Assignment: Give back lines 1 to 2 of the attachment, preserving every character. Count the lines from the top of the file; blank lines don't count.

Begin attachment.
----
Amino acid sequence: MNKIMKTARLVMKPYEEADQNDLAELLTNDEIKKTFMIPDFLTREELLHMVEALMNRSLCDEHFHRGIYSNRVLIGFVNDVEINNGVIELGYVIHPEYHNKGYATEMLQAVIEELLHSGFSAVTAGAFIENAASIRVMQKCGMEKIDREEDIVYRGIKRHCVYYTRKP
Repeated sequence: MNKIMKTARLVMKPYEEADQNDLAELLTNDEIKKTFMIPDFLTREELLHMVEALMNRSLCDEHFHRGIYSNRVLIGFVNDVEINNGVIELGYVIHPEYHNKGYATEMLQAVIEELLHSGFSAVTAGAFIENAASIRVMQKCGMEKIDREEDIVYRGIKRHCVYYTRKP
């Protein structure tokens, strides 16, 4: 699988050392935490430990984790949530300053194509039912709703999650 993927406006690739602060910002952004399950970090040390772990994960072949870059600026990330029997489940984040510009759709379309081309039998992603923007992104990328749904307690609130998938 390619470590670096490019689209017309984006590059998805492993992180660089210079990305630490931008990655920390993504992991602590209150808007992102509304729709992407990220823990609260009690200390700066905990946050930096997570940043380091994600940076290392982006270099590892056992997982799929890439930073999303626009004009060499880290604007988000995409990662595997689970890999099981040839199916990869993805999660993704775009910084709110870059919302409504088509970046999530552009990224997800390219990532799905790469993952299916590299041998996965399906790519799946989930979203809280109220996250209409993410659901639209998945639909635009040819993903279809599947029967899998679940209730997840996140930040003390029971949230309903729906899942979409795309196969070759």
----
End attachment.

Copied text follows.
Amino acid sequence: MNKIMKTARLVMKPYEEADQNDLAELLTNDEIKKTFMIPDFLTREELLHMVEALMNRSLCDEHFHRGIYSNRVLIGFVNDVEINNGVIELGYVIHPEYHNKGYATEMLQAVIEELLHSGFSAVTAGAFIENAASIRVMQKCGMEKIDREEDIVYRGIKRHCVYYTRKP
Repeated sequence: MNKIMKTARLVMKPYEEADQNDLAELLTNDEIKKTFMIPDFLTREELLHMVEALMNRSLCDEHFHRGIYSNRVLIGFVNDVEINNGVIELGYVIHPEYHNKGYATEMLQAVIEELLHSGFSAVTAGAFIENAASIRVMQKCGMEKIDREEDIVYRGIKRHCVYYTRKP